Can you see any hint of evidence that the people proposing cap and trade have made any effort to estimate marginal cost of reduction of carbon dioxide, optimal level of emission, or any of the information necessary for a scheme designed to actually produce net benefits?

Isn't that question relevant to how one can expect a carbon tax (or cap and trade) to be implemented, and isn't that relevant to whether one ought to be in favor of it?


RJM said...

Ha, there's some irony:

Mankiw says, D. Friedman makes a 'slippery slope' argument. Now I have heard of this Slippery-Slope-Fallacy. I would describe it as "argument X is wrong, because thinking that way leads to argument Y which is DEFINITELY wrong (and bad and evil)".

In this sense neither Friedman's argument nor "Road to Serfdom" qualifies as slippery-slope-fallacy. Opposing measure X based on the consequences of it does not qualify as fallacy.

And in the end, Mankiw quotes a guy called Volokh with something very close to a slippery slope fallacy. "When you accept argument X (government should not do this), you will ultimately accept argument Y (government should not do anything), which is definitely wrong".

Or is there some sort of sarcasm I missed?

KP said...

To see why David is correct after all see "specific models" section of wikipedia story on negative income tax... In particular the following part "...The negative income tax has come up in one form or another in Congress, but (Milton) Friedman eventually opposed it because it came packaged with other undesirable elements antithetical to the efficacy of the negative income tax..."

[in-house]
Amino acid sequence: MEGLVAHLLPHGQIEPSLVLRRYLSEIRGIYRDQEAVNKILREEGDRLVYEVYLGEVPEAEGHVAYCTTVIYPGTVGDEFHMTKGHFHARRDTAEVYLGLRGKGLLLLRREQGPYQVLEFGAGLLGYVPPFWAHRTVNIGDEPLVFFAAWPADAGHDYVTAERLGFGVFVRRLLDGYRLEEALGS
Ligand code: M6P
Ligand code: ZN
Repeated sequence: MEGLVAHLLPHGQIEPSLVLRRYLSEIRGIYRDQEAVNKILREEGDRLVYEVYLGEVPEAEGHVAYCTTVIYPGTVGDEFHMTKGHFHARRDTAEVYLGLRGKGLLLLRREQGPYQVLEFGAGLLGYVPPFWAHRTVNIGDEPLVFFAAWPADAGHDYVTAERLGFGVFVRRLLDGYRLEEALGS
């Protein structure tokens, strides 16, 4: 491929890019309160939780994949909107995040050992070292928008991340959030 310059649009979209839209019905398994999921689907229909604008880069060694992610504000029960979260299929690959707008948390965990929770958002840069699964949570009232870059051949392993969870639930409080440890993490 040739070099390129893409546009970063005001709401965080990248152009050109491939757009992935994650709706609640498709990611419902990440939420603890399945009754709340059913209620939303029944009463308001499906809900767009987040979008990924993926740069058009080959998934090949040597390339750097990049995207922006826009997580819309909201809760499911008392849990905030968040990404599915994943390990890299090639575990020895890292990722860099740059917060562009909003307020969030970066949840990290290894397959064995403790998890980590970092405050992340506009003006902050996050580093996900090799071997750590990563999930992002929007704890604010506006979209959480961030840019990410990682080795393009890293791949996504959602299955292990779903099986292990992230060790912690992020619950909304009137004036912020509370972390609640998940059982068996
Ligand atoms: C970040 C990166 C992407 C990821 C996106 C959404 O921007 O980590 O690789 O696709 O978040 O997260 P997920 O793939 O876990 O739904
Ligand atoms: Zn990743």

Will McLean said...

Consider a carbon tax imposed by real world humans, and so suboptimal. It will either be too low or too high. If too low, it is better than no carbon tax at all. And what is the chance that the tax will be too high, given the concentrated interests who will try to make it as low as possible?

Bill Friedman said...

@RJM: I thought there was some irony; Mankiw is basically saying, "If you subscribe to the slippery slope argument, you must believe it when it applies to yourself."

I mean, it isn't a slippery slope argument that my father is making, but other than that Mankiw's logic is still sound, if ironic.


What is the chance it will be too high? Very good, given the concentrated interests who try to make it as high as possible.

It would be a compromise - or a war - between two parties, one a coalition of religious environmentalists and manufacturers of competing energy sources, and the other a coalition of manufacturers of carbon producers and "If it ain't broke, don't fix it" conservatives. I can't say who'd win the war between them as to the level of the carbon tax, but I'm not betting on either side.

But you're missing two things. The first of which is that Coase + Pigou leads to inefficient outcomes, as my father has explained elsehwere on his blog, and the second is that all taxes have a cost to administer, just because of the additional forms that need to be printed out and the additional bureaucrats you need to hire and the additional forms that need to be filled out. Even if a perfectly Pigouvian tax is enacted, it still has some costs.

So a suboptimal tax will still not necessarily be better than nothing.

Bill Friedman

David Friedman said...

Will: To begin with, if the net externality is positive, any carbon tax will be too high.

Further, if you look at the actual cap and trade bill that passed the House, it combined the equivalent of a carbon tax with a good deal of direct regulation plus sizable subsidies to various groups in the form of allocations of permits.